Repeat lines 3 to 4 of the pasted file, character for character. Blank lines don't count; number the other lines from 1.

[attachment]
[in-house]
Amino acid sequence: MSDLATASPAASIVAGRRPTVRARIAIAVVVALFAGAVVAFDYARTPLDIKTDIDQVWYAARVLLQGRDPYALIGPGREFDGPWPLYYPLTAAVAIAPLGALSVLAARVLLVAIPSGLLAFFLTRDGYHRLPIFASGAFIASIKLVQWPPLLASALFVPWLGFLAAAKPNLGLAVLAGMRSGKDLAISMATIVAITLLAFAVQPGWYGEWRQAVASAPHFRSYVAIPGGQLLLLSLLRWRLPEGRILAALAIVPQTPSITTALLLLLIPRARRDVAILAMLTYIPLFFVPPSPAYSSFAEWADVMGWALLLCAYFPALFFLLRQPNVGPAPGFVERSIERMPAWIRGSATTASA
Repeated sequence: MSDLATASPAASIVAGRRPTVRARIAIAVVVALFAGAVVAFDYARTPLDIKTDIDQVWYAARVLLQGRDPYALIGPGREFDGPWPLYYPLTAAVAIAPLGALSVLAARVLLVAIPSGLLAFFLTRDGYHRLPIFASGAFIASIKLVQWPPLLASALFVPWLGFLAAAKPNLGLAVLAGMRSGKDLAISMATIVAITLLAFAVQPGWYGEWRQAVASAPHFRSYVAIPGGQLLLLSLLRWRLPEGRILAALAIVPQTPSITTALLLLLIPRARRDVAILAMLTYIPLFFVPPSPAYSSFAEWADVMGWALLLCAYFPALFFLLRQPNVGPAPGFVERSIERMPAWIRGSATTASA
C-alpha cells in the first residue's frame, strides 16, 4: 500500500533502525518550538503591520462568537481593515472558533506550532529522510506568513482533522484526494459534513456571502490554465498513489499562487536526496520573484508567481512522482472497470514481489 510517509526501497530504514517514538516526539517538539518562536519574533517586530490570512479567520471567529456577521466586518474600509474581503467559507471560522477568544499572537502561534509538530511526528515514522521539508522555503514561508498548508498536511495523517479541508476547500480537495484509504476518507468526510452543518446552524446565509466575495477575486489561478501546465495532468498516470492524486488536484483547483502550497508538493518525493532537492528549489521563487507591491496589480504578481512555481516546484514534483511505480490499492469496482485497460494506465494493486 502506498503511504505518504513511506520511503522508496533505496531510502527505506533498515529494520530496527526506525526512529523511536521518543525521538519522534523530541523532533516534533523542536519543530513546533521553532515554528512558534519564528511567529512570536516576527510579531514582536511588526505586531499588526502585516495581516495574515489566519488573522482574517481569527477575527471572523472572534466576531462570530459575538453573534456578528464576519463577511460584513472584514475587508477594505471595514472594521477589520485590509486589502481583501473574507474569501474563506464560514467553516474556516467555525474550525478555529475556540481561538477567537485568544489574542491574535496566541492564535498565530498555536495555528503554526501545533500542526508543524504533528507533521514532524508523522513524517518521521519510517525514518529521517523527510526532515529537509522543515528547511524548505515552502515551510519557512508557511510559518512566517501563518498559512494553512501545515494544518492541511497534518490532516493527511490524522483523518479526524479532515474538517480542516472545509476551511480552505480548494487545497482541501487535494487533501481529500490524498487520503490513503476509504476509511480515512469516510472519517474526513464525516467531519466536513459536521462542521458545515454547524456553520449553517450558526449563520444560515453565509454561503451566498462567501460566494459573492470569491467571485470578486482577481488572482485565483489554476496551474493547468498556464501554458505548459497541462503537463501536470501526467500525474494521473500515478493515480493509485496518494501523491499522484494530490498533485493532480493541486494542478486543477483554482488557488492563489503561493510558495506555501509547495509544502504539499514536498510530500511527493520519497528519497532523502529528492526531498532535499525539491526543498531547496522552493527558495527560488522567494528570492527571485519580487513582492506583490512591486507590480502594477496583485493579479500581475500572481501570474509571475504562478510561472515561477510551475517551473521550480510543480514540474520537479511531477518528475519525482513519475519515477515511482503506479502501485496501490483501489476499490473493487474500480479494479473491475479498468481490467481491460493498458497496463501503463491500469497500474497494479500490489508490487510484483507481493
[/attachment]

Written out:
Repeated sequence: MSDLATASPAASIVAGRRPTVRARIAIAVVVALFAGAVVAFDYARTPLDIKTDIDQVWYAARVLLQGRDPYALIGPGREFDGPWPLYYPLTAAVAIAPLGALSVLAARVLLVAIPSGLLAFFLTRDGYHRLPIFASGAFIASIKLVQWPPLLASALFVPWLGFLAAAKPNLGLAVLAGMRSGKDLAISMATIVAITLLAFAVQPGWYGEWRQAVASAPHFRSYVAIPGGQLLLLSLLRWRLPEGRILAALAIVPQTPSITTALLLLLIPRARRDVAILAMLTYIPLFFVPPSPAYSSFAEWADVMGWALLLCAYFPALFFLLRQPNVGPAPGFVERSIERMPAWIRGSATTASA
C-alpha cells in the first residue's frame, strides 16, 4: 500500500533502525518550538503591520462568537481593515472558533506550532529522510506568513482533522484526494459534513456571502490554465498513489499562487536526496520573484508567481512522482472497470514481489 510517509526501497530504514517514538516526539517538539518562536519574533517586530490570512479567520471567529456577521466586518474600509474581503467559507471560522477568544499572537502561534509538530511526528515514522521539508522555503514561508498548508498536511495523517479541508476547500480537495484509504476518507468526510452543518446552524446565509466575495477575486489561478501546465495532468498516470492524486488536484483547483502550497508538493518525493532537492528549489521563487507591491496589480504578481512555481516546484514534483511505480490499492469496482485497460494506465494493486 502506498503511504505518504513511506520511503522508496533505496531510502527505506533498515529494520530496527526506525526512529523511536521518543525521538519522534523530541523532533516534533523542536519543530513546533521553532515554528512558534519564528511567529512570536516576527510579531514582536511588526505586531499588526502585516495581516495574515489566519488573522482574517481569527477575527471572523472572534466576531462570530459575538453573534456578528464576519463577511460584513472584514475587508477594505471595514472594521477589520485590509486589502481583501473574507474569501474563506464560514467553516474556516467555525474550525478555529475556540481561538477567537485568544489574542491574535496566541492564535498565530498555536495555528503554526501545533500542526508543524504533528507533521514532524508523522513524517518521521519510517525514518529521517523527510526532515529537509522543515528547511524548505515552502515551510519557512508557511510559518512566517501563518498559512494553512501545515494544518492541511497534518490532516493527511490524522483523518479526524479532515474538517480542516472545509476551511480552505480548494487545497482541501487535494487533501481529500490524498487520503490513503476509504476509511480515512469516510472519517474526513464525516467531519466536513459536521462542521458545515454547524456553520449553517450558526449563520444560515453565509454561503451566498462567501460566494459573492470569491467571485470578486482577481488572482485565483489554476496551474493547468498556464501554458505548459497541462503537463501536470501526467500525474494521473500515478493515480493509485496518494501523491499522484494530490498533485493532480493541486494542478486543477483554482488557488492563489503561493510558495506555501509547495509544502504539499514536498510530500511527493520519497528519497532523502529528492526531498532535499525539491526543498531547496522552493527558495527560488522567494528570492527571485519580487513582492506583490512591486507590480502594477496583485493579479500581475500572481501570474509571475504562478510561472515561477510551475517551473521550480510543480514540474520537479511531477518528475519525482513519475519515477515511482503506479502501485496501490483501489476499490473493487474500480479494479473491475479498468481490467481491460493498458497496463501503463491500469497500474497494479500490489508490487510484483507481493